The Hodgepodge: Please Stop Making Albums Over 12 Songs Long

ZBB Jekyll + Hyde

There’s something that has been grinding my gears regarding albums for a while and lately it’s been bugging me more. And that’s the length of albums. More and more I’ve been seeing not just in country and Americana, but in all of music albums that are over 12 songs long. It’s now a common occurrence to see albums that are 14, 15 and even 17 songs long in the case of Randy Houser’s Fired Up. It drives me crazy because there’s simply no reason usually to have an album over 12 songs long.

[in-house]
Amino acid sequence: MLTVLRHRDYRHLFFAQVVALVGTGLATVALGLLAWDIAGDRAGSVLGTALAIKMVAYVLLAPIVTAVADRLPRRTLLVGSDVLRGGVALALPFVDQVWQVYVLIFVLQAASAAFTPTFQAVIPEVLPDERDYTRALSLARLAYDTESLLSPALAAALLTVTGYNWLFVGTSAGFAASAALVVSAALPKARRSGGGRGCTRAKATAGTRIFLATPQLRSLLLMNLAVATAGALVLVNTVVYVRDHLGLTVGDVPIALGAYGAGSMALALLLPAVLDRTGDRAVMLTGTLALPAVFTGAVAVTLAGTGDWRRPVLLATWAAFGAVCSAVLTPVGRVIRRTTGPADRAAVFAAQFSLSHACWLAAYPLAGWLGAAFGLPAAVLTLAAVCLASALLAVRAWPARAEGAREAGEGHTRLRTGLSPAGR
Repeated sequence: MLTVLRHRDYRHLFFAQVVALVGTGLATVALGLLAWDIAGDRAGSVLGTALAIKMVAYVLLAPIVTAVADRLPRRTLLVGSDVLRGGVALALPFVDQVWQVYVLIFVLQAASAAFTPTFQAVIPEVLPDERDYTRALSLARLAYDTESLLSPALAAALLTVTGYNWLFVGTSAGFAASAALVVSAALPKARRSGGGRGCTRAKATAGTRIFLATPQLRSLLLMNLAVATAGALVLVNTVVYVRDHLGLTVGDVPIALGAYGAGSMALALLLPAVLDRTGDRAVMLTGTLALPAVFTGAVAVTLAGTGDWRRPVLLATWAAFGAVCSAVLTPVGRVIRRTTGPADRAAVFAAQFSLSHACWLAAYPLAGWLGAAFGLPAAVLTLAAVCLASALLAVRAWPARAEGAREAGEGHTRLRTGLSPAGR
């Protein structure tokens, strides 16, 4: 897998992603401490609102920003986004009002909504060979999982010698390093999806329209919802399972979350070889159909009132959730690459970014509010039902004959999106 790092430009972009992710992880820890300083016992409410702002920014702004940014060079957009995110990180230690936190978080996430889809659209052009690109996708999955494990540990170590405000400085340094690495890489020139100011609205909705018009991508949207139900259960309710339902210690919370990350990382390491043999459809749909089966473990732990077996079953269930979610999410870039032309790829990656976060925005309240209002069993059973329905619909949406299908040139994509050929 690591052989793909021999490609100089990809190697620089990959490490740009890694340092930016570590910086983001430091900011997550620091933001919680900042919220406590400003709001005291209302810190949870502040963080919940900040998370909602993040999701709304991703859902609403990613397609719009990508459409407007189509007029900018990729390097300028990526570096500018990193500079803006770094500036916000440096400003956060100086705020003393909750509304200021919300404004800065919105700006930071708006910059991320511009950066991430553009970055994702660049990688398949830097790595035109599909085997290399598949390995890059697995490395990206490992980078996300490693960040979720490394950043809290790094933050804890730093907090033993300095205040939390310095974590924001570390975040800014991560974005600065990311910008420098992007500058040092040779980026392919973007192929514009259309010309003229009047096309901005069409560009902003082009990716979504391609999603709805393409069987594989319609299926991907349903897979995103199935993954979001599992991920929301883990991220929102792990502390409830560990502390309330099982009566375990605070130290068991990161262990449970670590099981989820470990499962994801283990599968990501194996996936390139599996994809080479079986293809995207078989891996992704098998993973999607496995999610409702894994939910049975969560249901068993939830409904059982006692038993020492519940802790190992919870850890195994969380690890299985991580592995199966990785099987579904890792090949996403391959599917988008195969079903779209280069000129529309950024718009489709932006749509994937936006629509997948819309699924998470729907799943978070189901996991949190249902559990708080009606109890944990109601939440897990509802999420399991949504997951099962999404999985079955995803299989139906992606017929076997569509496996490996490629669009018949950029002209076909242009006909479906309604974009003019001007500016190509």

Whenever I see an album over 12 songs long, I immediately roll my eyes if it’s an artist that isn’t at the very top of the genre because it’s probably got like five filler songs that are unnecessary. Sometimes even more. But I don’t blame the artist for this, but rather I imagine this is more on labels. Most don’t really care about the concept of an album nowadays, only singles. Hence why albums are 15 songs long because then they have a large list to choose from for singles and can also cover a variety of styles so that way the artist is prepared for any trends that may emerge over the course of that album’s era. Luke Bryan’s last album Kill the Lights is a perfect example of what I’m talking about. At 13 songs long you see a variety of songs on it. There’s bro country themed songs, upbeat pop leaning songs and even a couple of serious songs. It’s to set up him up for any trends that might emerge at country radio.